I also heard - can't remember where - that some South African 'green' octagonal discs were actually white in colour. (Perhaps a local supply necessity or else to be different.) I recall that I was told this/read this quite recently, so if it is news to you I shall attempt to find out the source.

On a related point, I saw a South African WW2 Death Plaque on ebay (US) a while back: a maltese cross with the Union insignia on a wooden backing, with a separate plaque inscribed with name and date. Has anyone else heard of these or know anything else about them? I assume they are quite rare since 'only' about 3,500 SA Commonwealth troops were died during WW2 (predominantly in N Africa and Italy, although one-third were captured at Tobruk).

Richard

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NIGEL

There is a place in Ireland called Cong, would that have anything to do with it, was he an Irish soldier, Cong is actually just down the road from me its where they made the film The Quiet Man

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leigh

I dont think he is from Ireland Nigel, but it is an interesting thought. I am still at an early stage and will keep that in mind, He might be.

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BeppoSapone
I also heard - can't remember where - that some South African 'green' octagonal discs were actually white in colour. (Perhaps a local supply necessity or else to be different.) I recall that I was told this/read this quite recently, so if it is news to you I shall attempt to find out the source.

On a related point, I saw a South African WW2 Death Plaque on ebay (US) a while back: a maltese cross with the Union insignia on a wooden backing, with a separate plaque inscribed with name and date. Has anyone else heard of these or know anything else about them? I assume they are quite rare since 'only' about 3,500 SA Commonwealth troops were died during WW2 (predominantly in N Africa and Italy, although one-third were captured at Tobruk).

Richard

Very interested Dick, as I have never heard of such a thing.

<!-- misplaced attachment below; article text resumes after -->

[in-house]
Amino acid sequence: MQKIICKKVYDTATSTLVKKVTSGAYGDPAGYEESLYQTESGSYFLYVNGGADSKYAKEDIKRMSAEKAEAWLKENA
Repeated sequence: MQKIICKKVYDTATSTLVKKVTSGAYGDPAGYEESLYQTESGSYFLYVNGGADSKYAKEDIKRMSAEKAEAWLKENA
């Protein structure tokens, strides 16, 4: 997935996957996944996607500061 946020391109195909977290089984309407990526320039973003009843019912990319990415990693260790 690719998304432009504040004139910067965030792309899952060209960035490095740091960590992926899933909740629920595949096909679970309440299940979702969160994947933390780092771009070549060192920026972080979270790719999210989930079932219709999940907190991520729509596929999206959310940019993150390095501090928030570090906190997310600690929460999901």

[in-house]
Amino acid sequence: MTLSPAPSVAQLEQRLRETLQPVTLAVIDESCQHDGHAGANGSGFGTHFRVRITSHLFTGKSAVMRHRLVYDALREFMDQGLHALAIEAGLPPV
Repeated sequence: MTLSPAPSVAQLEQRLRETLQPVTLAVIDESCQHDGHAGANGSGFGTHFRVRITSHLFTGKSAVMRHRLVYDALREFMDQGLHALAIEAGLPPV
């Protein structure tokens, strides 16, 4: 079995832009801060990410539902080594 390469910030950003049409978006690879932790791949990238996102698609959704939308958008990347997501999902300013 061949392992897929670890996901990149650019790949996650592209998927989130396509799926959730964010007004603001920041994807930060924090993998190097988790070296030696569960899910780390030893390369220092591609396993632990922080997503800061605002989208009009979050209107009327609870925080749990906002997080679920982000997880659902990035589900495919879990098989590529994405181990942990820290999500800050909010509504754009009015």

I have these "discs" in all colours from a very dark green to a very light khaki, but have never seen white. Would like to see whatever you can come up with.

Other parts of 8th Army were none too pleased with the Springboks' performance when Tobruk fell, as the town had survived when surrounded earlier in the war. Hence the parody on a South African song sung by soldiers from other Empire countries:

"There's fifty thousand Springboks in the old Transvaal, but none in Mersah Matruh"(sp?)

No doubt very unfair, but that's the forces for you!

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DirtyDick

Tony

Ebay rings a bell regarding the white dog tag. I think it was being sold with some SA WW2 medals on US ebay, and the lot appeared original (and of course SA WW2 medals were named) and the dealer appeared from his description to be quite knowledgable about the subject. Aside from the photo, the seller made reference to it being the 'usual' -or similar term - white dogtag worn by SA forces. However, I'll ask my SA researcher when I next email and see what he knows.

Also, I've found the ebay lot with the WW2 SA Death Plaque (it ends about this time tomorrow night (GMT)).

If Racing Teapots sees this: do you know anything about them?

http://cgi.ebay.com/ws/eBayISAPI.dll?ViewI...2272637136&rd=1

Richard

(And I wonder whether the rest of the 8th Army still sang that song after the fall of Singapore eight months later?)

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DirtyDick

Is rather novel, isn't it? I'll ask about it when I next contact the chap in SA and post any details.

Richard